"A Convert Jig"

(Mare Winningham wrote this to honor her "Introduction to Judaism" teacher, Rabbi Neal Weinberg, and she performed it during a tribute to him at the University of Judaism.)

Guard your tongue, love your neighbor

Help someone to help themselves

It’s required — it’s not a favor

That is what my teacher tells us

Don’t be late — you’ll miss the prayer aerobics

Ancient melodies you need to know

How to sing the holy songs — to add your voice where it belongs

And how and when to lift up on your toes

That is what my teacher tells us

That is what I’ve come to learn

He has organized the notes for life

And given me the tools to turn

My tiny insignificance into something big

I will be a Jew like all of you

and dance a convert jig

Take the time to learn the Hebrew

Memorize your holidays

Keep kashrut — and study on the Torah

You’ll reap rewards forever and always

Cut your flowers, set your table

Light your candles and say your prayer

Then you’ll know how you are able

To feel you’re Jewish, anywhere

That is what my teacher tells us

That is what I’ve come to learn

He has organized the notes for life

And given me the tools to turn

My tiny insignificance into something big

I will be a Jew like all of you — your tree has grown a twig

I will be a Jew like all of you — and never eat a pig

I will be a Jew like all of you — and dance a convert jig!

In Praise of Lambs

What do Cal Ripken Jr. and Aaron (the high priest) have in common?

Not much — except in the mind of a Jew who has
passion for Torah and sports. So here goes!

Aaron receives the commandment to light the menorah everyday. The Torah states: “Aaron did so; he lit the lamps, just as God commanded” (Numbers, 8:3).

The classic biblical commentator Rashi wonders why this verse is necessary. The working assumption is that Aaron — the model spiritual persona follows God’s orders. Thus Rashi comments: This verse (was necessary to indicate) Aaron’s virtue — that he did not change.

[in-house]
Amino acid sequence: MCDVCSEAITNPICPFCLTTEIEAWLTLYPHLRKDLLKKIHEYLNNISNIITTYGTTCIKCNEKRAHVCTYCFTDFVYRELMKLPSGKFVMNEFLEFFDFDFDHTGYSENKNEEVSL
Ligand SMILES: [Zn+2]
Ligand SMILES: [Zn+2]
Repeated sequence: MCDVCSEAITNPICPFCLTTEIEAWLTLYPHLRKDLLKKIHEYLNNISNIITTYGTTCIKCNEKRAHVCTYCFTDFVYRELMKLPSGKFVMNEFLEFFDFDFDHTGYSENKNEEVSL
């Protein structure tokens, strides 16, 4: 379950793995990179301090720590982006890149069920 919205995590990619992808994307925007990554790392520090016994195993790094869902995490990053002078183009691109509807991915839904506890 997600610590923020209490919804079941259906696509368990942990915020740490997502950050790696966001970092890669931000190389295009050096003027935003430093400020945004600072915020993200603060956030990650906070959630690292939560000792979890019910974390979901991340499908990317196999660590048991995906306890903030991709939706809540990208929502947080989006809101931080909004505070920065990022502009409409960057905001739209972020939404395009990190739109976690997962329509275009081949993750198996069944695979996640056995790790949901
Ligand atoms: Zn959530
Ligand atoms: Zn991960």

Rashi’s comments are troubling on several accounts. It seems counterintuitive to praise Aaron for not altering a basic ritual. Further, is this the best praise with which to adorn Aaron — the older brother who reveled in the ascendancy of his younger brother Moses, the great pursuer of peace beloved by all of the Jewish people, the man who was willing to sacrifice his spiritual destiny for the sake of the Jewish people?

It would almost seem that for all the extraordinary work Aaron accomplished in his lifetime — the ultimate praise flows from something fairly ordinary. Perhaps that is precisely the point

A famous midrash poses a fascinating question. What is the most significant verse of the Torah? Many would opt for the Shema — the raison d’être of the believing Jew. The socially minded might select “Love thy neighbor as thyself,” a creed that succinctly captures the Jewish motif of kindness. Indeed, the Sages present both suggestions.

In a whirlwind, the sage Rabbi Shimon Ben Pazi suggests the verse “and the one lamb you shall bring in the morning and the second lamb shall be brought in the afternoon” (Numbers 28) — a verse that relates the imperative of twice-daily offerings in the Sanctuary. The Midrash concludes — after a rabbinic vote — Ben Pazi’s verse emerged triumphant.

A verse extolling the praise of the daily morning and afternoon lambs trumps the Shema and love thy neighbor? What is going on here?

In a world that extols the grand gesture, Judaism elevates the sublime. In a society that disdains routine, Judaism demands it. Judaism is not a religion that features an annual worldwide Yom Kippur conference at a synagogue near you. Nor is it even a weekly religion. Judaism is a “daily” — daily prayer, daily study and daily Shema all form the normative core of traditional Jewish life.

The deep meaning of this Midrash is now revealed. Of course, we must believe in the Shema and truly we have to love our neighbor. But the lamb in the morning and afternoon, the obligation of the daily offering, a routine never to be departed from, serves as a paradigm for the commitment to a daily encounter with God — for the goal of Torah is to create a sensitivity to the constant presence of the Almighty, wherever, whenever, period.

Routine, however, is not to be confused with rote. Inspired consistency is the name of the game. Perhaps this was the greatest achievement of Aaron, the model spiritual personality. While he was the master of the grand gesture, he never ignored the sublime significance of daily service. Further, as Rashi stated, he never changed — i.e., he summoned the same inspiration in year 30 as he did in year one.

Hence, Cal and Aaron. Even the neophyte sports fan recognizes that the only mark in modern sports history not imperiled is Ripken’s remarkable streak of 2,632 consecutive games played spanning from May 30, 1982 to Sept. 19, 1998. Consider the fact that the closest competitor today has logged in about 550 games and you begin to fathom the magnitude of the accomplishment.